The most tenacious myth in American journalism tells of a purported exchange of telegrams in January 1897 between  newspaper magnate William Randolph Hearst and the artist Frederic Remington.

Remington

Supposedly, in answering Remington’s telegram, Hearst vowed to “furnish the war” with Spain, which broke out 15 months later, in April 1898.

Despite repeated efforts to debunk it, the tale about Hearst’s reckless vow lives on — a story just too delicious to be discarded.

So I found intriguing the news the other day that the Hearst Foundations — which Hearst set up in the 1940s — have agreed to a $200,000 grant to the Frederic Remington Art Museum in Ogdensburg, N.Y.

Most of the money, $150,000, is to put toward extensive restoration work on the museum’s main building, which dates to 1810. The remainder, $50,000, is for educational purposes, if matched by the museum before year’s end.

Hearst

The grant — the foundations’ second to the Remington museum since 2009 — represents a reminder and a renewal of sorts of the long ago Hearst-Remington association.

In early 1897, Remington and the writer Richard Harding Davis arrived in Cuba on assignment from Hearst’s New York Journal to cover the rebellion against Spanish colonial rule, the conflict that gave rise to the Spanish-American War.

It was a coup for the Journal to have lined up talent such as Remington and Davis, who were paid handsomely for what was to be a month-long assignment.

It was during that assignment when the purported exchange of the telegrams supposedly took place — an exchange described by neither Hearst nor Remington, but by James Creelman, a Hearst correspondent who was in Madrid at the time.

The tale of Hearst’s vow is almost surely apocryphal, for reasons I discuss in my latest book, Getting It Wrong.

Among the reasons (typically overlooked) is that Hearst denied having sent such a message. Remington, apparently, never discussed the anecdote, which Creelman recounted, without documentation, in a memoir published in 1901.

Further reason for doubting the tale is that Spanish authorities controlled incoming and outgoing telegraphic traffic from Havana. They surely would have intercepted and called attention to Hearst’s incendiary message to Remington, had it been sent.

Additionally, the anecdote rests on irreconcilable illogic. As I write in Getting It Wrong, it “would have been absurd for Hearst to vow to ‘furnish the war’ because war— specifically, the Cuban rebellion against Spain’s colonial rule — was the very reason Hearst sent Remington to Cuba in the first place.

“Anyone reading U.S. newspapers in early 1897 would have been well aware that Cuba was a theater of a nasty war. By then, the Cuban rebellion had reached island-wide proportion and not a single province had been pacified by Spain’s armed forces.”

Hearst’s Journal gave prominent display to Remington’s sketches beginning in late January 1897, following the artist’s return to New York after a stay in Cuba of just six days.

The Journal gushed over Remington’s work, introducing his sketches with extravagant headlines such as:

“War Sketches Gathered in the Field by Frederic Remington; The Gifted Artist, Visiting Cuba Especially for the Journal, Describes with Pen and Pencil Characters That Are Making the War Famous and Infamous.”

Remington, though, grumbled that his work did not reproduce well in Hearst’s newspaper.

The artist returned to Cuba for Hearst in June 1898, to cover the Cuban campaign of the Spanish-American War. He did not distinguish himself.

Overweight and ailing, Remington suffered in the Cuban summer. He seldom was near the front and became what biographers Peggy and Harold Samuels termed “the chronicler of the battle’s rear.”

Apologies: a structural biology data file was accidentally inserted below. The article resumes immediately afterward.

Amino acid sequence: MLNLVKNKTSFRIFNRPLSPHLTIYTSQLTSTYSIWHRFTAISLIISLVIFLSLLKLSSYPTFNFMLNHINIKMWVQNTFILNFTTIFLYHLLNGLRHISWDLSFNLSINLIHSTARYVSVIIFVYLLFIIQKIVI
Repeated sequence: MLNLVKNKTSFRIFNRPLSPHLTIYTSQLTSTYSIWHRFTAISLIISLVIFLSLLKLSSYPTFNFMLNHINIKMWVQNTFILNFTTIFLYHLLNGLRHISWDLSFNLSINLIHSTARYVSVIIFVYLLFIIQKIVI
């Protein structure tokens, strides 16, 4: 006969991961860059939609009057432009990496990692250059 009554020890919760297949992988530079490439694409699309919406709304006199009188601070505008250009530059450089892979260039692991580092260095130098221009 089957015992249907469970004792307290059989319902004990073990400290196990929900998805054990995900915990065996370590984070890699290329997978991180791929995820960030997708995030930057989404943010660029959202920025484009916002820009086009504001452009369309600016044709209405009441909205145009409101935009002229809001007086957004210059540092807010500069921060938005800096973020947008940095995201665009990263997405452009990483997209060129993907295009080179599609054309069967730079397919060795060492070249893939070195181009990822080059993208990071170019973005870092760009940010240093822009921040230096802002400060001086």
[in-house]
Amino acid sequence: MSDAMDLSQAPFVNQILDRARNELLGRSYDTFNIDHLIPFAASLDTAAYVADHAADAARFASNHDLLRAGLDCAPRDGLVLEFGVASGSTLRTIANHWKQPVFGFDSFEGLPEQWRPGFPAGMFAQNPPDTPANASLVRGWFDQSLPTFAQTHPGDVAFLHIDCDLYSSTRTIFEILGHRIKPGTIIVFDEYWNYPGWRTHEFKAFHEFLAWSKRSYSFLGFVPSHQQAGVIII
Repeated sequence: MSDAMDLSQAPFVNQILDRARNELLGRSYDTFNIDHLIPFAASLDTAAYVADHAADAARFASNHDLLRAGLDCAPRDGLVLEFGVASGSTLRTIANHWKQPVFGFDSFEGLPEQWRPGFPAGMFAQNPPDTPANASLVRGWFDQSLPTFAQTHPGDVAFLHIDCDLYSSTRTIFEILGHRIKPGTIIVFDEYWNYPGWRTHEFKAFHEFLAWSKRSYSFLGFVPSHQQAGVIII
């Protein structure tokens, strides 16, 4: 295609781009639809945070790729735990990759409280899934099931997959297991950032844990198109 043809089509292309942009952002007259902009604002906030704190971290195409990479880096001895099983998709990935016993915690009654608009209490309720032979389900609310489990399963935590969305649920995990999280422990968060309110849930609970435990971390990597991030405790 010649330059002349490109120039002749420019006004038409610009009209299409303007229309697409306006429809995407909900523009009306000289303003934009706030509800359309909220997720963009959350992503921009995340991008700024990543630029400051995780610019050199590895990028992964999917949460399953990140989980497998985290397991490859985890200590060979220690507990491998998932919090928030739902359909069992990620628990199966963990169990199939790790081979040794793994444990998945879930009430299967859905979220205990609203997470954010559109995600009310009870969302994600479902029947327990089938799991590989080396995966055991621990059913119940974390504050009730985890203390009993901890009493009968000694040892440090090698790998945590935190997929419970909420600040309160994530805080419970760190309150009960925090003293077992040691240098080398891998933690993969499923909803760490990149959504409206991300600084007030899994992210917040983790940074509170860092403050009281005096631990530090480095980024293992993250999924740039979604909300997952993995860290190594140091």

Remington died in 1909. The museum devoted to his work was established in Ogdensburg in 1923.

The museum’s executive director, Ed LaVarnway, said by phone yesterday that the Hearst Foundations’ grants to the museum weren’t made in recognition of the late 19th century association between Hearst and Remington.

But Hearst representatives knew about those connections and about the anecdote about the purported exchange of telegrams, he said.

Vital to securing the latest grant, LaVarnway noted, was Gilbert C. Maurer, a Hearst Foundations director and a benefactor of St. Lawrence University in Canton, N.Y., Remington’s hometown. Canton is 18 miles from Ogdensburg.

He “was in the museum’s corner,” LaVarnway said of Maurer, formerly the chief operating officer of Hearst Corp., which William Randolph Hearst established 125 years ago.

WJC

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Those ‘warmongering’ papers of William Randolph Hearst

In 1897, Debunking, Furnish the war, Media myths, Spanish-American War, Yellow Journalism on May 1, 2012 at 5:35 am

The first major engagement of the Spanish-American War took place 114 years ago today — in the Philippines, where U.S. warships attacked and destroyed a Spanish naval squadron in Manila Bay.

Warmonger?

The battle was a thoroughly unexpected development in a conflict fought over Spain’s harsh rule of Cuba, a conflict often but inaccurately blamed on the yellow press of William Randolph Hearst.

A commentary in the Tennessean newspaper took up that hoary myth the other day and added for good measure the apocryphal tale of Hearst’s having vowed to bring on the war.

The commentary said of Hearst:

“His most infamous manipulation was the warmongering his papers did in pushing the U.S. into war with Spain in 1898. He sent artist Frederick Remington to Cuba to cover the native uprising against Spain. Remington reportedly cabled Hearst that there was no war in Cuba. Hearst responded, ‘You get me the pictures; I’ll get you the war.’ He was true to his word.”

No serious historian embraces the notion that Hearst’s newspapers were decisive or much of a factor at all in the U.S. declaration of war against Spain in April 1898. That is a simplistic explanation about a war that was fought largely on humanitarian grounds — those of ending Spain’s long and harsh rule of Cuba.